See Alderman Lyda Krewson's remarks in comment section that follows this post.
Prompted by the application for a liquor license by Gringo's at 398 N. Euclid (which is set for a hearing tomorrow February 5) I wanted once again (see mention in earlier post here) to bring up the issue of walkability in the neighborhood and use of the public domain for sidewalk dining, which can be a component of the liquor license application. Perhaps the hearing tomorrow can serve as a catalyst for further discussion about this neighborhood-wide problem before the arrival of outdoor dining season.
Some restaurants have enclosures (Duff's, the former Liluma, Kopperman's, and, I understand, Gringo's plans include one too) which serve to separate outdoor dining areas from pedestrian zones. Other establishments disregard existing codes and ordinances that address these issues and do as they please. For instance, it is impossible to walk except single file through the phalanx of tables scattered at the corners of Euclid and Maryland, to say nothing about the danger of getting poked in the eye by low-hanging umbrellas. The sidewalks in front of SubZero, Culpepper's and Brennan's are so congested with tables and chairs that I avoid those areas as much as possible rather than deal with making my way through the mess. Bar Italia sets up couches and bar tables in the public right-of-way, and places a hostess station at an awkward angle outside its outdoor patio fence. Some restaurants place their tables smack in the middle of the entry points to wheelchair access ramps.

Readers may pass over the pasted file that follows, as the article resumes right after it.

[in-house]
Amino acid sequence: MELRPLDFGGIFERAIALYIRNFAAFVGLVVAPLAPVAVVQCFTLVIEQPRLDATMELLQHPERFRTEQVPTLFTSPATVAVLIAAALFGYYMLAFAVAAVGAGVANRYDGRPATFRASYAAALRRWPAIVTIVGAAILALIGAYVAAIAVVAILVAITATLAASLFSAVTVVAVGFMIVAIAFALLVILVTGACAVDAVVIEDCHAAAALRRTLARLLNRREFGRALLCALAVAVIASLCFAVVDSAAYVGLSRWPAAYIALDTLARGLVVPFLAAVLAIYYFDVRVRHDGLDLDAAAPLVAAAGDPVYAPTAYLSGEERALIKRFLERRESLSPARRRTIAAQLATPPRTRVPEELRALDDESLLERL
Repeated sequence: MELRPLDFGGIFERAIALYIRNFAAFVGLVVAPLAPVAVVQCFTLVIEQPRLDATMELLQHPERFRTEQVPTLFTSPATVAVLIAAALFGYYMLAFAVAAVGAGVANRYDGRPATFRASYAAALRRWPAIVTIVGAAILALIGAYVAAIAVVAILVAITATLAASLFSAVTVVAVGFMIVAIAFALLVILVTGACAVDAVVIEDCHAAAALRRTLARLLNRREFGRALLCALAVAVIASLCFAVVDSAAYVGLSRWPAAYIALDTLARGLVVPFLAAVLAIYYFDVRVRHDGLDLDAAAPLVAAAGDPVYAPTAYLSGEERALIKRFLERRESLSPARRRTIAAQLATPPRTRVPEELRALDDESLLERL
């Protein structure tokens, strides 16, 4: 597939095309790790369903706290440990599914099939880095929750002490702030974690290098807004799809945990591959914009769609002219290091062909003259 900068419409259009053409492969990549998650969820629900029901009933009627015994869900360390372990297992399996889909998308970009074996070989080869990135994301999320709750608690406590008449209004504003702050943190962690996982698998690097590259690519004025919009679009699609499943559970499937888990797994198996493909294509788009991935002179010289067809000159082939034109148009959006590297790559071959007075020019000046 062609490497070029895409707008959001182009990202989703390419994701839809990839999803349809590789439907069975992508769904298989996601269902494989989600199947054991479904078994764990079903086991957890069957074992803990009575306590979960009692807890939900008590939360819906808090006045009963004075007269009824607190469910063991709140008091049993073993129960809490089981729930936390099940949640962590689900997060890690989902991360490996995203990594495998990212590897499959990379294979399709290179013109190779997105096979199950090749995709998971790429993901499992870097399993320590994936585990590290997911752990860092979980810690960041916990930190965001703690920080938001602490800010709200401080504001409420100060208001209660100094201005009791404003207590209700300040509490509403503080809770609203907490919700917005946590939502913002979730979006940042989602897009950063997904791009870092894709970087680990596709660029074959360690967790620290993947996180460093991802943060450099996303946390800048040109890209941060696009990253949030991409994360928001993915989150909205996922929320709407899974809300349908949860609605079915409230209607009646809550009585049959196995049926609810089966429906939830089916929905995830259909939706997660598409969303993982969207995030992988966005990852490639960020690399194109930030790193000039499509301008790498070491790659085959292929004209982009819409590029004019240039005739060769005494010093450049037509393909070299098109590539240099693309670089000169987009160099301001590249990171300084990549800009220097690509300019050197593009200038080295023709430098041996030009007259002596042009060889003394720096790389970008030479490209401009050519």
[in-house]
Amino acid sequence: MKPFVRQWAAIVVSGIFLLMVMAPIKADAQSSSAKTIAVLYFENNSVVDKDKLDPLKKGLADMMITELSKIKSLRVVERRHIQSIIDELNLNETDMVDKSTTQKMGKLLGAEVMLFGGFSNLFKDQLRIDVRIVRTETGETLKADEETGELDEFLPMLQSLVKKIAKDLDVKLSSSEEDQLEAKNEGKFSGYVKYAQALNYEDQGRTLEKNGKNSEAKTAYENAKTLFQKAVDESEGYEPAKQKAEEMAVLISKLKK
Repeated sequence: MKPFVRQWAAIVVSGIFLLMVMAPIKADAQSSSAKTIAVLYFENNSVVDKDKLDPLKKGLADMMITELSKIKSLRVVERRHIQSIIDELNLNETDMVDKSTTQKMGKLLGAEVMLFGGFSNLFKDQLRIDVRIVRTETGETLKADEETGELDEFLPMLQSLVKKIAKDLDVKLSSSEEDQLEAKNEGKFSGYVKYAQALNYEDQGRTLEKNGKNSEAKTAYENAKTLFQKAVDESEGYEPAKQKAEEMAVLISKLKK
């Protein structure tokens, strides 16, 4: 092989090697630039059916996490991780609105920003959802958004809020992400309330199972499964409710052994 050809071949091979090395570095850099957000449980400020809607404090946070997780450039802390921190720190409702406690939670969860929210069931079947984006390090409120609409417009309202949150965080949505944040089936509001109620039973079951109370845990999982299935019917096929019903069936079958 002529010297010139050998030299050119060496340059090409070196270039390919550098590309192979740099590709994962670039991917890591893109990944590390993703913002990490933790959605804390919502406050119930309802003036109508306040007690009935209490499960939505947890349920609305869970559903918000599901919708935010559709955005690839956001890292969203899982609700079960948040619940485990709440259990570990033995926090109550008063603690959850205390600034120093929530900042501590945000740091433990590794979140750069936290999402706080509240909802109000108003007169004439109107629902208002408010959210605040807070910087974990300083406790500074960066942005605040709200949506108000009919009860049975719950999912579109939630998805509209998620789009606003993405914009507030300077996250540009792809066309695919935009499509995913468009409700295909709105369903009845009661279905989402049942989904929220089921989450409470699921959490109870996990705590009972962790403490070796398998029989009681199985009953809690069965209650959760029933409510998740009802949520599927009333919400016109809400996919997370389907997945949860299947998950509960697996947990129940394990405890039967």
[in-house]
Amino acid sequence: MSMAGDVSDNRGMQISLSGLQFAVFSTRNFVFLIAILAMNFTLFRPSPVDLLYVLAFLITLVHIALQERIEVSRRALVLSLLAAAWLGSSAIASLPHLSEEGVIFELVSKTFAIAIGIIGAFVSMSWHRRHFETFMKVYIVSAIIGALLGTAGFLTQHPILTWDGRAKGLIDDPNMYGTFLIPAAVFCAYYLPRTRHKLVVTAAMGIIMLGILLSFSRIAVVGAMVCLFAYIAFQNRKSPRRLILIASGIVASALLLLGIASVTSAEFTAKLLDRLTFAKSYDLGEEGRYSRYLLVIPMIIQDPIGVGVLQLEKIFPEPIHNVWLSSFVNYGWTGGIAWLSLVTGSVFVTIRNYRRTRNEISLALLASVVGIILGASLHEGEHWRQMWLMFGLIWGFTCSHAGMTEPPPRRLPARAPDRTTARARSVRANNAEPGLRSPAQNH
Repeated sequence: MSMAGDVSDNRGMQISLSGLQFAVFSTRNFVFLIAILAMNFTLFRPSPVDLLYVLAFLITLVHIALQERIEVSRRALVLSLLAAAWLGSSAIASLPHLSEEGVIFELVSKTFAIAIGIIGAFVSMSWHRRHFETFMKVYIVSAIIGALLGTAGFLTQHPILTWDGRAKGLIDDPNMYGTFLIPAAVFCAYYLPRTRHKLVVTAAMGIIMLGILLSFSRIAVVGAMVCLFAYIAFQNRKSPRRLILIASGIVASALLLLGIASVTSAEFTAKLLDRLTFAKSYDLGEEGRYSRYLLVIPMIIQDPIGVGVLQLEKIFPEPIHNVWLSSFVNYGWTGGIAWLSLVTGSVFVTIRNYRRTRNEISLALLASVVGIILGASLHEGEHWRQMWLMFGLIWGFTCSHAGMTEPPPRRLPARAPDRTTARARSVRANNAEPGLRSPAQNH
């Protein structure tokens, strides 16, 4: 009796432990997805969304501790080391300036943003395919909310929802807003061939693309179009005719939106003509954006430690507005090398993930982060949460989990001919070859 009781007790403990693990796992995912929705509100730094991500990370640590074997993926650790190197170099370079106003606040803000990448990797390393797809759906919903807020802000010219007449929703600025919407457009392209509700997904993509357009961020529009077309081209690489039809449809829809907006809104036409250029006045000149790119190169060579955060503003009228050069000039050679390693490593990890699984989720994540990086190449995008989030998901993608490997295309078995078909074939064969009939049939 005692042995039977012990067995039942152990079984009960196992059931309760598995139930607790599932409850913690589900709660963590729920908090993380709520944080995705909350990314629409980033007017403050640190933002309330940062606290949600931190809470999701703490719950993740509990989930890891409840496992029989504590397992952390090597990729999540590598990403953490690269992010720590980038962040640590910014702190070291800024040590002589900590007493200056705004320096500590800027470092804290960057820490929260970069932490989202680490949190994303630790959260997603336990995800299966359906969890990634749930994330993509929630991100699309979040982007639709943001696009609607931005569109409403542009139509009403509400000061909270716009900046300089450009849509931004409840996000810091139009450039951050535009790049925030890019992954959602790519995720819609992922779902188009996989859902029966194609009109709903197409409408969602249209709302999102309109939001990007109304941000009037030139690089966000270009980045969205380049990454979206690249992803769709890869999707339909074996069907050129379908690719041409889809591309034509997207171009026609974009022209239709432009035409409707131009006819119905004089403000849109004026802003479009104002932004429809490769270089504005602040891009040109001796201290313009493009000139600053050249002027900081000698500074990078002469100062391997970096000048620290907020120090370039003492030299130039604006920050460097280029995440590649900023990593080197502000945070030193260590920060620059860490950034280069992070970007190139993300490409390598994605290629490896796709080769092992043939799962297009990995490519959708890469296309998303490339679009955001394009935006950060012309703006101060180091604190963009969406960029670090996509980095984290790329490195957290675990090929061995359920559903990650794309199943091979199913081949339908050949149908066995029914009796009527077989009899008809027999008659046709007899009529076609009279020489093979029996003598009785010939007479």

Restaurants and bars that are accorded use of the public domain at no cost should be required to abide by a "good neighbor" policy and not encroach on the pedestrian right-of-way, clean the sidewalks daily, and maintain the sidewalks so they are free of trash. Businesses such as Starbucks and FroYo should be required to empty outside trash containers regularly so disposable containers don't spill onto the sidewalks.
In a mixed-use neighborhood such as the CWE, cooperation is key to continued success. It is important to remember that, despite the recent proliferation of bars and restaurants, the CWE is not primarily an "entertainment district"....it is a highly desirable urban neighborhood with an active commercial district. With appropriate guidelines and enforcement, the interests of both residents and business owners can be accommodated, to the benefit of all. The grumbling about these issues has been going on for years. Now may be the time to finally do something about it. Where do we go from here?
Director of Streets Todd Waelterman responded immediately to a letter from a neighbor regarding enforcement of codes and ordinances pertaining to restaurants that have outside dining:
"The Streets Department is responsible for regulating outside dining, we will do a sweep this spring and bring everyone back into compliance."